Entering the 2022-23 season, the Edmonton Oilers should be the early favourites to win the Pacific Division and go the furthest in the playoffs. But nothing is ever certain, especially in the NHL, where there are upsets every single night. However, the division is more competitive overall, and the top teams made some interesting moves this offseason to shift the power. Who will contest the Oilers as the best team in the Pacific? Here’s a look.
The offseason was very rough for the Calgary Flames after they lost Johnny Gaudreau in free agency and traded Matthew Tkachuk in a very short time. However, in return for Tkachuk, they received pieces that could hold them over for one more season. In short order, general manager Brad Treliving did an incredible job of locking down Jonathan Huberdeau long-term, re-signing Andrew Mangiapane and Oliver Kylington, and working diligently to re-sign MacKenzie Weegar already.
The knock against the Flames – and why they will regress next season – is that they brought in one 100-plus point scorer but lost two. The chemistry of their top line last season is unmatched, and it will take some time for Huberdeau to get familiar with his new teammates and linemates. The team brought back a very underrated defenceman, but as one of the best defensive teams in the NHL last season, with more defencemen than they know what to do with, that won’t have a huge effect.
You can bet the Flames will score fewer goals and finish lower than sixth in the league next season without the most dominant line in the NHL leading them. They should give the Oilers some tough battles, but it won’t be the same as in 2021-22 now that their top two players from the last five seasons or more are on new teams.
Los Angeles Kings
The Los Angeles Kings are the most improved team overall. Not only do they have a legitimate top-six after they added an 85-point player in Kevin Fiala, but their young players have a season of experience under their belts. There will be a lot of internal competition, which is always good, but the young players will also need to step up with bigger roles and opportunities next season.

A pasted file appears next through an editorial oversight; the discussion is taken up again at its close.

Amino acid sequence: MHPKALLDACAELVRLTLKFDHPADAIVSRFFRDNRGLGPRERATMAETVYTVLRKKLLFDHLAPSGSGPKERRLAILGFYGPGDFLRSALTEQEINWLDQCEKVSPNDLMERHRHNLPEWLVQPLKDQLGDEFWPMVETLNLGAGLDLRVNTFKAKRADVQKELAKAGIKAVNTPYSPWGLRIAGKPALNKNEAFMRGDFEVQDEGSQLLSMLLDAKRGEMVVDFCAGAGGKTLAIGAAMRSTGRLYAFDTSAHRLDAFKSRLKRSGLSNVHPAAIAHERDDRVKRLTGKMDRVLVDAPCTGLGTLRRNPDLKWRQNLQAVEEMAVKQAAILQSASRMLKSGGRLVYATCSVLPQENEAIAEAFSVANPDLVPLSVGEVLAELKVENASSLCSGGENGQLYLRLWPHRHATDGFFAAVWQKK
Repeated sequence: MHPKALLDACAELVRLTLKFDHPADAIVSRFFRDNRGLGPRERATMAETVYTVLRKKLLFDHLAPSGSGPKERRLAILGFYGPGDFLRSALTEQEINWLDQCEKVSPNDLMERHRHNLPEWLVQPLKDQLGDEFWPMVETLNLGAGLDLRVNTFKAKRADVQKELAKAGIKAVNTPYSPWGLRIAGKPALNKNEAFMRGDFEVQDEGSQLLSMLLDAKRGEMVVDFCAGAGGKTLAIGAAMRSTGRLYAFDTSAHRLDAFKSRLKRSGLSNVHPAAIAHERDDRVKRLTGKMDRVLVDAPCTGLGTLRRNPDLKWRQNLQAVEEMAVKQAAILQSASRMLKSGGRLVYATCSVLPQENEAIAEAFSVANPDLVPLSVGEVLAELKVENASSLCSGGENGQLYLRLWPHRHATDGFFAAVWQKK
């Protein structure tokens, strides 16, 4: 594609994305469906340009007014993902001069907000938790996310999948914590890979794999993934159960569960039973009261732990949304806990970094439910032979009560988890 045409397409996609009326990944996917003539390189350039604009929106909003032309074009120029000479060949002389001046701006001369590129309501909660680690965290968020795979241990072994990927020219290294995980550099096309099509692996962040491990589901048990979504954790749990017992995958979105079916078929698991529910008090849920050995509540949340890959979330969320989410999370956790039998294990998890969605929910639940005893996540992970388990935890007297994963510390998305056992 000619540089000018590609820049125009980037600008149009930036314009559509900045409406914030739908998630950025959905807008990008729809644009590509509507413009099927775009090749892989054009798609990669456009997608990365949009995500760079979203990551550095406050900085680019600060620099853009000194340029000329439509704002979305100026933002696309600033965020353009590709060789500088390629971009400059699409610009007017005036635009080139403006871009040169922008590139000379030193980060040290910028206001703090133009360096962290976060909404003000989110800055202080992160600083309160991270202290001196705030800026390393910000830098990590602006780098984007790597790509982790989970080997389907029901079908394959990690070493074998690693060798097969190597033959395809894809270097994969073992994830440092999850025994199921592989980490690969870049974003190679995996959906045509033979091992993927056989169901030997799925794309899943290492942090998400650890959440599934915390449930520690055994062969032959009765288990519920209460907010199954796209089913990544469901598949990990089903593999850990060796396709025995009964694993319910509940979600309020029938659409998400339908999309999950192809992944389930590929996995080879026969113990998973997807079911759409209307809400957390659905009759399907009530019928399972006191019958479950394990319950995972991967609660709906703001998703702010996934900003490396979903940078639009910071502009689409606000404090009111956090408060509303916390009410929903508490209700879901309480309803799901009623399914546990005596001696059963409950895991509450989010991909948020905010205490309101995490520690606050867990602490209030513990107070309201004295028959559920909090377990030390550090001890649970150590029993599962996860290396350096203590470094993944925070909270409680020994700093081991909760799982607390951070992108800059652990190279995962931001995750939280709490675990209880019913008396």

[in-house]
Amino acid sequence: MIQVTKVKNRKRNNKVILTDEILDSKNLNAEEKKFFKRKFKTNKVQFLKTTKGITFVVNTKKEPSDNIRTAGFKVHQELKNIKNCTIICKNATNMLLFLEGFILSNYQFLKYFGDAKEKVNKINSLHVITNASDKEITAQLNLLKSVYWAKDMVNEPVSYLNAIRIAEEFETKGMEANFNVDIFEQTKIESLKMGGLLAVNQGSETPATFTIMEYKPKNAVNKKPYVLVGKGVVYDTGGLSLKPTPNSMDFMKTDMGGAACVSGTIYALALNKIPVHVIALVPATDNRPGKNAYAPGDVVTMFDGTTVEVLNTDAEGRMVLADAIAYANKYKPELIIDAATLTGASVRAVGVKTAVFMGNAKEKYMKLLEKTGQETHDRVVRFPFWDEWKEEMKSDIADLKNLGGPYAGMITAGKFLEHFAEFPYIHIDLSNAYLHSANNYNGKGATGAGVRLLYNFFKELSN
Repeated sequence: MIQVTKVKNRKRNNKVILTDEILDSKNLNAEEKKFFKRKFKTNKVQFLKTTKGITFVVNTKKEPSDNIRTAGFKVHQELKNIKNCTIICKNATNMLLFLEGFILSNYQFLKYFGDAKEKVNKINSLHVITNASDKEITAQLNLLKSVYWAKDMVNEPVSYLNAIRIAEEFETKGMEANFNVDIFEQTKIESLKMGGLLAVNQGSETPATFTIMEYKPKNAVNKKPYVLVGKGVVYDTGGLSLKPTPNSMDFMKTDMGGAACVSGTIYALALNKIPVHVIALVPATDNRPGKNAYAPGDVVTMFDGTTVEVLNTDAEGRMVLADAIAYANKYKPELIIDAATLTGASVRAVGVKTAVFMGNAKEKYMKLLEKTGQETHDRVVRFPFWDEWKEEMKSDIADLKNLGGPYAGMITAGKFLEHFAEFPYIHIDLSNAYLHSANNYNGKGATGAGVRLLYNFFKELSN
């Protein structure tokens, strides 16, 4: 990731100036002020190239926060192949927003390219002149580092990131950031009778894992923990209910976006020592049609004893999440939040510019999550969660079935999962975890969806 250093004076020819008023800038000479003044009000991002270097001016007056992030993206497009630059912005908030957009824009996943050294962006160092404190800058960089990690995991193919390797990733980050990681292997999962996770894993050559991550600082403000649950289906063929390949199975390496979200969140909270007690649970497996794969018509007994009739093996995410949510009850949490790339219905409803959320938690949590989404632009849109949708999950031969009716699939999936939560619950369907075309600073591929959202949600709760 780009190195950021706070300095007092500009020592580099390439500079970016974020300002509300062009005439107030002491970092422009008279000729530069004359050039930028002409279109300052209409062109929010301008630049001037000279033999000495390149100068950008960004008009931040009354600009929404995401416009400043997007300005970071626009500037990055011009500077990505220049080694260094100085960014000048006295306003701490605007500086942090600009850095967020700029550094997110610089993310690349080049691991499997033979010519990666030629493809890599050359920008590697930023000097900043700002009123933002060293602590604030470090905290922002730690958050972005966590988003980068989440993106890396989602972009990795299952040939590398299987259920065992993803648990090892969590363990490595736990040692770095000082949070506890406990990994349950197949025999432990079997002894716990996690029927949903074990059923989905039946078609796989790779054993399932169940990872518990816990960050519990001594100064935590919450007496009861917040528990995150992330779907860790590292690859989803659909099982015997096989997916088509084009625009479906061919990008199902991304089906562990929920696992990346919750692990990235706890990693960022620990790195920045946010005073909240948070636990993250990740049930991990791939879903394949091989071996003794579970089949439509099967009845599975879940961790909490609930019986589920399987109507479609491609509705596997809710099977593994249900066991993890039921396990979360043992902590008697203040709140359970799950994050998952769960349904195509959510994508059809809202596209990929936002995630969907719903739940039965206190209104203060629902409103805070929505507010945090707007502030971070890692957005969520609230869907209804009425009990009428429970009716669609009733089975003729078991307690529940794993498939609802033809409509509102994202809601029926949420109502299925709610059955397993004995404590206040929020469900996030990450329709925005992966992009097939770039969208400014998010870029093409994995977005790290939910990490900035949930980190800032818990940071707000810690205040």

The Kings didn’t go out and upgrade their defence, but it will seem like an upgrade having a healthy Drew Doughty and Sean Walker back in the lineup. Doughty played just 39 regular-season games in 2021-22 and wasn’t healthy for the playoffs. That first-round series between the Kings and Oilers could’ve gone another way if the Kings had had their number one defenceman on the ice. Walker also played just six games last season before suffering a season-ending injury.
The goaltending is still a question, but as the team in front of them improves, Cal Petersen‘s numbers should also rise. Jonathan Quick, on the other hand, is another year older, and there’s a chance he declines again. Maybe last season was an anomaly at this point, but time will tell. The Kings will be top-three in the division and could challenge the Oilers if their goaltending holds up, and their young players hold their own.
Vegas Golden Knights
The Vegas Golden Knights can never be counted out, given what they do every season to be as competitive as possible. There is almost no player loyalty, but they have made the playoffs in four of their five seasons in the league and have won six playoff rounds. Last season, they were hit hard by injuries and playing long-term injury reserve (LTIR) roulette, placing and removing players on the list seemingly every week.